Secondary Hivemind Nexus Kadayi's Avatar
    Join Date
    Jun 2011
    Location
    Lagoon West, Vermilion Sands
    Posts
    4,182
    Quote Originally Posted by Nalano View Post
    With all due respect, fuck no.

    If your only sense of moral value is through the lens of religion, you are a poor, tiny man indeed.
    I think Rii is referring to what I talked about in the religion thread. How the influence of religion is pervasive on a cultural level. That's not an argument for religion, merely on observation as to how we gotten where we have. The key thing is, we aren't naturally born useful members of society, we are taught/educated by our parents, our families and our societies. There's a laughable level of arrogance that many people have where in they believe themselves divorced from their upbringing and the values of their forebears. Certainly we all possess the capacity it take on board new ideas and values and weave them into our world, but it's foolish to presume we don't absorb those we are exposed to in our formative years. As we move forward as a species we need to look at ways of reinforcing positive cultural values that don't carry with them redundancies.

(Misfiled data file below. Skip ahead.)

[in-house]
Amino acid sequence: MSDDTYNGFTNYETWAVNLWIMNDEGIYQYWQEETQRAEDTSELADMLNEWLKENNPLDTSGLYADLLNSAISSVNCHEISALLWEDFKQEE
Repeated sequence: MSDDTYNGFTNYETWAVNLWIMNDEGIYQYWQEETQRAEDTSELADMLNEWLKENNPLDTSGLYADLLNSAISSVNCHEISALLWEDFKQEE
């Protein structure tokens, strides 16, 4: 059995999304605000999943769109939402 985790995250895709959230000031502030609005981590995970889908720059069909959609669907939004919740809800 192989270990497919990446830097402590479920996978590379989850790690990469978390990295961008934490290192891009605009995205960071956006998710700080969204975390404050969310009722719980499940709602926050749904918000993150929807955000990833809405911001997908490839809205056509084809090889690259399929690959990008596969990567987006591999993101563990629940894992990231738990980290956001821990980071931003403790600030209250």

Why yes you're right I'm deliciously evil

    Tradition is the tyranny of dead men

    Steam:Kadayi Origin: Kadayi GFWL: Kadayi

    Probable Replicant

    *blush* I'm flattered by the attention boys, but please let's not make the thread about liddle old me

    Quote Originally Posted by Finicky View Post
    Kadayi will remain the worst poster on the interwebs.
    Gifmaster 4000 2014 Year of the Gif

    He who controls the Doge controls the universe

Posting Permissions

  • You may not post new threads
  • You may not post replies
  • You may not post attachments
  • You may not edit your posts
  •